For the Watery element I designed a brush that resembles a drop of water. Round and bulbous at its base, it graduates to a fine point when wet. Its reservoir of hairs holds enough liquid to paint the ground washes that can be found in miniature painting. Its thicker size allows it to hold more liquid to lay down large areas of flat colour which can then be burnished. Crucially, the hairs end in an elegant fine tip, which also means that it can reach the tiny crevices in the outline while simultaneously holding enough colour to continue in the same breath into the larger expansive areas. This combination of thick body size with tiny tip allows the whole background to be painted with the same brush. Far from being a background brush, however, its versatility and allows for various different painting techniques to be employed.
The brush logo is based on the ancient Chinese character for water. Its ferrule is nickel-plated brass and the hair is the finest sable. The handle is raw birch wood, which is lightest and easiest to hold and allows for the best grip, which in turn grants the most control. Since these brushes are specially designed by me, they are not standard sizes, although this roughly corresponds to size 4 or 5.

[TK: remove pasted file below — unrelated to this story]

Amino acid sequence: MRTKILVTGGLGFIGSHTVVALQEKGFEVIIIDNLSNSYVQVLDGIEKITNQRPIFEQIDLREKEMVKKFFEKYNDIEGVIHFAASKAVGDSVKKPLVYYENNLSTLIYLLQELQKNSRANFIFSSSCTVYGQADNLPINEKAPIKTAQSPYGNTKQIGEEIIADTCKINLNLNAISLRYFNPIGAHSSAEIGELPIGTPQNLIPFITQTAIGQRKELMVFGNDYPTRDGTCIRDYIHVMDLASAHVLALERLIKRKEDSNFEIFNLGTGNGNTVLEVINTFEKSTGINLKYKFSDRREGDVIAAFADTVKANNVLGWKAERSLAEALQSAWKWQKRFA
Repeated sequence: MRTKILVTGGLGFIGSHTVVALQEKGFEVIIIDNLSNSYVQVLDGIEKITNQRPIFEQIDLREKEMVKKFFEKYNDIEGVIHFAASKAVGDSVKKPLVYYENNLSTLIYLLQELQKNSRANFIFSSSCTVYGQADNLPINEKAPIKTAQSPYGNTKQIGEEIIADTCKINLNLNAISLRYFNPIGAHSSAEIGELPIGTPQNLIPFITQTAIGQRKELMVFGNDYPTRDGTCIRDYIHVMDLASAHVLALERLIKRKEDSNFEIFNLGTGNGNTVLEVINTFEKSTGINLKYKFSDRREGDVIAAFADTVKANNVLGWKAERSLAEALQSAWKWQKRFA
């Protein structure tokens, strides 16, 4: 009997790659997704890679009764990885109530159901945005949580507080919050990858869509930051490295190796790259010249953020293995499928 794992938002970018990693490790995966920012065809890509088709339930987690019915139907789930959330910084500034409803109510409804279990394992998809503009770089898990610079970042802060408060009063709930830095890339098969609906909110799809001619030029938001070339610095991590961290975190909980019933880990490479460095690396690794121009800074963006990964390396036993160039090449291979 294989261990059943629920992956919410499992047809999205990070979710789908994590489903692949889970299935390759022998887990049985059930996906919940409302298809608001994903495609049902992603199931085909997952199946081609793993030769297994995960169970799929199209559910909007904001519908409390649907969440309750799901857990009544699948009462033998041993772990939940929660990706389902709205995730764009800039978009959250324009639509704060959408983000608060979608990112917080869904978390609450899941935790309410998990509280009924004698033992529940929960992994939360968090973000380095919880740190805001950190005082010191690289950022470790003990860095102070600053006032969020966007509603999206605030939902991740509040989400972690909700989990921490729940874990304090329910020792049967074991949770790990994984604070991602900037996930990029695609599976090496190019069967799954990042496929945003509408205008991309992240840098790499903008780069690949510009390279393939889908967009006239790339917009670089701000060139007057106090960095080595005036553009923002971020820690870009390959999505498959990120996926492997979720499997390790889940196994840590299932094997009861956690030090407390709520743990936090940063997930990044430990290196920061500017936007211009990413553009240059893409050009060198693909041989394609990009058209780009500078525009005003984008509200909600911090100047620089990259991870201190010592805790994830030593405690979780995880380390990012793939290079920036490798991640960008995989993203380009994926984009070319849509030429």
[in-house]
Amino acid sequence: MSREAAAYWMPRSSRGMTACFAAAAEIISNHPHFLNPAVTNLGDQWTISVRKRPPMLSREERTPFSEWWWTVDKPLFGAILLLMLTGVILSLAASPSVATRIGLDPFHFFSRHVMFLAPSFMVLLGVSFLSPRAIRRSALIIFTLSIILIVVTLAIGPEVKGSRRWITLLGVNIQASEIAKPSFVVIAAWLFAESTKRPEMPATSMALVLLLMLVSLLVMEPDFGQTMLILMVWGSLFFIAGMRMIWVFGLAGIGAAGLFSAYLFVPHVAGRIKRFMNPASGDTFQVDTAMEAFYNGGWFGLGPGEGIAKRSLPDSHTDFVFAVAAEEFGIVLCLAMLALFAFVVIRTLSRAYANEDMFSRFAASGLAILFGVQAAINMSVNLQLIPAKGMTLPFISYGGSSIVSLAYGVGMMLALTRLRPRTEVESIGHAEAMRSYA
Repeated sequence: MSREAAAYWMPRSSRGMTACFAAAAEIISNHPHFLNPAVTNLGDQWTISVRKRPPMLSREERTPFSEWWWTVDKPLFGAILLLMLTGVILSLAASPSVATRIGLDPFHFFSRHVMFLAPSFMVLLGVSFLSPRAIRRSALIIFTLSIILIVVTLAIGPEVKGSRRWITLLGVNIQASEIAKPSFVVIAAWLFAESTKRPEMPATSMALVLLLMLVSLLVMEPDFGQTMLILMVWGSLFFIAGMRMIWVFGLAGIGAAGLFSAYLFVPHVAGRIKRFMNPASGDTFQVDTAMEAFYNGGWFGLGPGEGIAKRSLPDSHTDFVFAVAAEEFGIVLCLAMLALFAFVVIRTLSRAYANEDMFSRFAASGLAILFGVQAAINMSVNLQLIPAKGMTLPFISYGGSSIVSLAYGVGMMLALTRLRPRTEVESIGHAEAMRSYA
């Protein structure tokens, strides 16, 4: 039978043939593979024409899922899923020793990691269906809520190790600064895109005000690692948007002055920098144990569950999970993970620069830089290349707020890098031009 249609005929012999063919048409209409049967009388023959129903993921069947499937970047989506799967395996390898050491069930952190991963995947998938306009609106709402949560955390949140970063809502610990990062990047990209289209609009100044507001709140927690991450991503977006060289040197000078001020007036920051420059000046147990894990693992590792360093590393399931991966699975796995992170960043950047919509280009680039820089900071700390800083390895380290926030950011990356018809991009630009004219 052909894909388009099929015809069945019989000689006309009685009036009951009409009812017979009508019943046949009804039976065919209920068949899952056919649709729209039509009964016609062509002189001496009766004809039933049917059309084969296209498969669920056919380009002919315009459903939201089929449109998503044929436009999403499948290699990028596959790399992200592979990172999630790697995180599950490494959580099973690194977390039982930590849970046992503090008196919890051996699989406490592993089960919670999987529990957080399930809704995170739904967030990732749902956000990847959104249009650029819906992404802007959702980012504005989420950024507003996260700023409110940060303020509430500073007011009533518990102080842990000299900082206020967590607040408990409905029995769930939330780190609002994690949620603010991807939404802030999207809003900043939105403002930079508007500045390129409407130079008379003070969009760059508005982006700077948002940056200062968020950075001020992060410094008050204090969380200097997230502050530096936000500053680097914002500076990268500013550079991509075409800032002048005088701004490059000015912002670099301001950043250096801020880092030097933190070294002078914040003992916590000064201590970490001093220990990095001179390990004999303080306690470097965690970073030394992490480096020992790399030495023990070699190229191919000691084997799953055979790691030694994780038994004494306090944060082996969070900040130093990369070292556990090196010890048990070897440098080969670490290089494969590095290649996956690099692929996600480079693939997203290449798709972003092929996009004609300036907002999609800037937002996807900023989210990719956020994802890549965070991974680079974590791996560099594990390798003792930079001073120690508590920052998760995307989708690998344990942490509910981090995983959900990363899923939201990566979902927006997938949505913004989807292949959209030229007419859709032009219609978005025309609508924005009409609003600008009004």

The Water brush can be used in different ways, both within the specialism of traditional miniature painting as well as in contemporary watercolour painting. I designed it for the ground washes for miniature painting, of which there are several types. It can be used for pale and dilute washes for delicate mi-rang half-colour styles or for thicker, flatter areas of matte colour which are then burnished. This accessible brush slowly and steadily pushes the bead of water further and further down the page until the wash is complete.
For watercolourists, the brush can be used for classic watercolour techniques and is useful for general washes all round and on all types of paper. It can be used on fine, mirror-smooth miniature painting surfaces as well as on rough cold-pressed watercolour paper where it will achieve a grainy effect. It can be used at its tip initially for a fine line and then pressed down harder to produce a heavier colour, so with some experience, it can deliver a sophisticated, graduated variation within the same brush stroke.
Like the element itself, the Water brush has a range of temperaments. The gentlest stream of colour can rapidly turn into a deluge and flood the page with liquid. It can effect subtle, almost transparent washes clear as glass as well as establish deep, matte base colours opaque as the wine-dark sea.